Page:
Speaking of books, I just finished an ARC (Advanced Reader Copy) of Jodi Picoult's newest - A Spark of Light.  Picoult never shies away from controversial subjects - in this case a shooting at an abortion clinic in the south - and this book is no exception.  The way she manages to put together a compelling, readable story, that is so clearly well-researched, leaves me in awe.  This one was uniquely told in a reverse timeline fashion that worked surprisingly well. #ASparkofLight

Soon, I'll be traveling for both business and pleasure.  I hope to return to blogging more often (she says for the umpteenth time).

Wednesday, April 11, 2018


This morning, I dropped my five year old granddaughter off for Kindergarten, just as I've done (four days a week, mostly) since she began her Kindergarten career last July.

Most mornings are pretty routine, although we get a bit of variety when, say... it's spirit week.  I'm particularly fond of pajama day, when one of the teachers is at the door in her footed puppy pajamas, greeting the children.

Since our ritual began last July, I've been tickled to have these few minutes with my granddaughter each day.  Taking her to the gate of the "Kinder playground" is pure pleasure - teachers and aides greet us with smiles and high fives; 99% of the "kinders" run to the school with anticipation and pleasure.  My granddaughter is always alert, asking if we are arriving in time for her to have plenty of playground time before her day starts.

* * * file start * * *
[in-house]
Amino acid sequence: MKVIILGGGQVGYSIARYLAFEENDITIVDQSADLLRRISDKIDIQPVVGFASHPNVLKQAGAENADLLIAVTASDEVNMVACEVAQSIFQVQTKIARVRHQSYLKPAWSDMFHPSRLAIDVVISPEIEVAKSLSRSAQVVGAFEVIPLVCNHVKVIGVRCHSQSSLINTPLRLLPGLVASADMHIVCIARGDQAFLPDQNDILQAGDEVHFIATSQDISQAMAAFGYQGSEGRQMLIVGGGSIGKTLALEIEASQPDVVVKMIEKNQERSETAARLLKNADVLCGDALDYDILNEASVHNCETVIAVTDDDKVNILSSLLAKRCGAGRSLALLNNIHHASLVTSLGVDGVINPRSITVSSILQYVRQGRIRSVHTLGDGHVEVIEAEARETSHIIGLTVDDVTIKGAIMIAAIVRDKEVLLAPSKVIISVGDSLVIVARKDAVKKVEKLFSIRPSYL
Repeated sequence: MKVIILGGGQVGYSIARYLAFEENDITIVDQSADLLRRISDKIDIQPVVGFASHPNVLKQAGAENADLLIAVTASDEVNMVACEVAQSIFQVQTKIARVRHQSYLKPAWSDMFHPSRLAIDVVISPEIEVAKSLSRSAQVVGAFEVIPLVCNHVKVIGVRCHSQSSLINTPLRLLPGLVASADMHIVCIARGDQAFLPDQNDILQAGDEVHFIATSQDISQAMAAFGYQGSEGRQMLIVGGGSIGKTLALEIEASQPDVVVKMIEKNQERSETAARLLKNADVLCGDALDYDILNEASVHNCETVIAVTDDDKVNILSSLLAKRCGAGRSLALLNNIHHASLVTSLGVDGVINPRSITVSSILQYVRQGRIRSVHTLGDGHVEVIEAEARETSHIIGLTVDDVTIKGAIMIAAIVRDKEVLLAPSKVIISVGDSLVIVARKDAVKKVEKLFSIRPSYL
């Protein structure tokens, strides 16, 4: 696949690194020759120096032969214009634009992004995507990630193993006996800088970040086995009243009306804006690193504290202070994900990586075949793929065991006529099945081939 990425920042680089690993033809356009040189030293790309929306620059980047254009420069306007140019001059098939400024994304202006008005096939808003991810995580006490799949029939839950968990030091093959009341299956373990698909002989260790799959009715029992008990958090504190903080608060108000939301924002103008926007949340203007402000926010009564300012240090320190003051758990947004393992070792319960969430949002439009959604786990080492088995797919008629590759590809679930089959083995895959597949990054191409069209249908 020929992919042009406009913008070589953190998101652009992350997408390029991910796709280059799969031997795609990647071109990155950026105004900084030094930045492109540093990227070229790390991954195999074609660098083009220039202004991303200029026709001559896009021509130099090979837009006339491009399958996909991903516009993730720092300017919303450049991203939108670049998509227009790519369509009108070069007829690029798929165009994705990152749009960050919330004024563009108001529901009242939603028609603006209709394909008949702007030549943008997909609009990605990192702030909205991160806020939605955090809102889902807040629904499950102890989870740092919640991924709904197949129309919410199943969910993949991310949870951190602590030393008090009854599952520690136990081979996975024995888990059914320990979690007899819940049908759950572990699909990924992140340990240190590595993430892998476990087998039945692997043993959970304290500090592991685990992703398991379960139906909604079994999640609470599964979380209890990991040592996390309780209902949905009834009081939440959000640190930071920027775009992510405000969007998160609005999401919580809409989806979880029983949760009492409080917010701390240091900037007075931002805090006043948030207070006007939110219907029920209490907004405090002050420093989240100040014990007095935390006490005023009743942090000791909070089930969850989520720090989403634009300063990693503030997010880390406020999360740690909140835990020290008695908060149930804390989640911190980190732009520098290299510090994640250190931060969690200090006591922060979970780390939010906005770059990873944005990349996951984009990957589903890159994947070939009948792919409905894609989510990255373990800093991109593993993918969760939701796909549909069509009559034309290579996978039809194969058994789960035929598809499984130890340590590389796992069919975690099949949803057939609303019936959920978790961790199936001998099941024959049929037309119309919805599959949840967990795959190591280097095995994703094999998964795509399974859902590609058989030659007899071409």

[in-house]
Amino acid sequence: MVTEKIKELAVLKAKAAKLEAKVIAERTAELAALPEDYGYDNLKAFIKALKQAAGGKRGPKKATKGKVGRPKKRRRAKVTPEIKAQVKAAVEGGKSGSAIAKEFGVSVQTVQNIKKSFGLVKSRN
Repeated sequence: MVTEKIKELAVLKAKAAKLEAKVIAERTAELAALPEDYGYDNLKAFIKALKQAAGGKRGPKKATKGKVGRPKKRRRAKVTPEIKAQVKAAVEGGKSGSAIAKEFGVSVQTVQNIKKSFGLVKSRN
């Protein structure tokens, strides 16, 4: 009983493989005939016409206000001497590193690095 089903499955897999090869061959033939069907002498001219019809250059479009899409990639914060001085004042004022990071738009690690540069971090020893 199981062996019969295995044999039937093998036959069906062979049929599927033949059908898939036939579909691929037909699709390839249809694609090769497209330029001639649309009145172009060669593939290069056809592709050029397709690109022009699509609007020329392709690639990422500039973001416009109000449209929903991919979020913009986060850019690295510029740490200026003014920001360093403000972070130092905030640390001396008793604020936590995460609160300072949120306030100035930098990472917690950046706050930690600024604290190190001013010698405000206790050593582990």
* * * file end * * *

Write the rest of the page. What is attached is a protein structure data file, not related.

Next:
This morning, she was worried... the Kinder playground was empty.  "Are we early?"  No... we're right on time.  "There's no one on the playground!  Are we late?"  No... we're right on time.  I parked, helped her adjust her backpack, and held her hand as we crossed the lot.  We stepped into crossing guard territory and I asked what was going on.  "Oh... there's a stray puppy who has been greeting all the children, and we've confined him to the Kinder lot until we find the owner."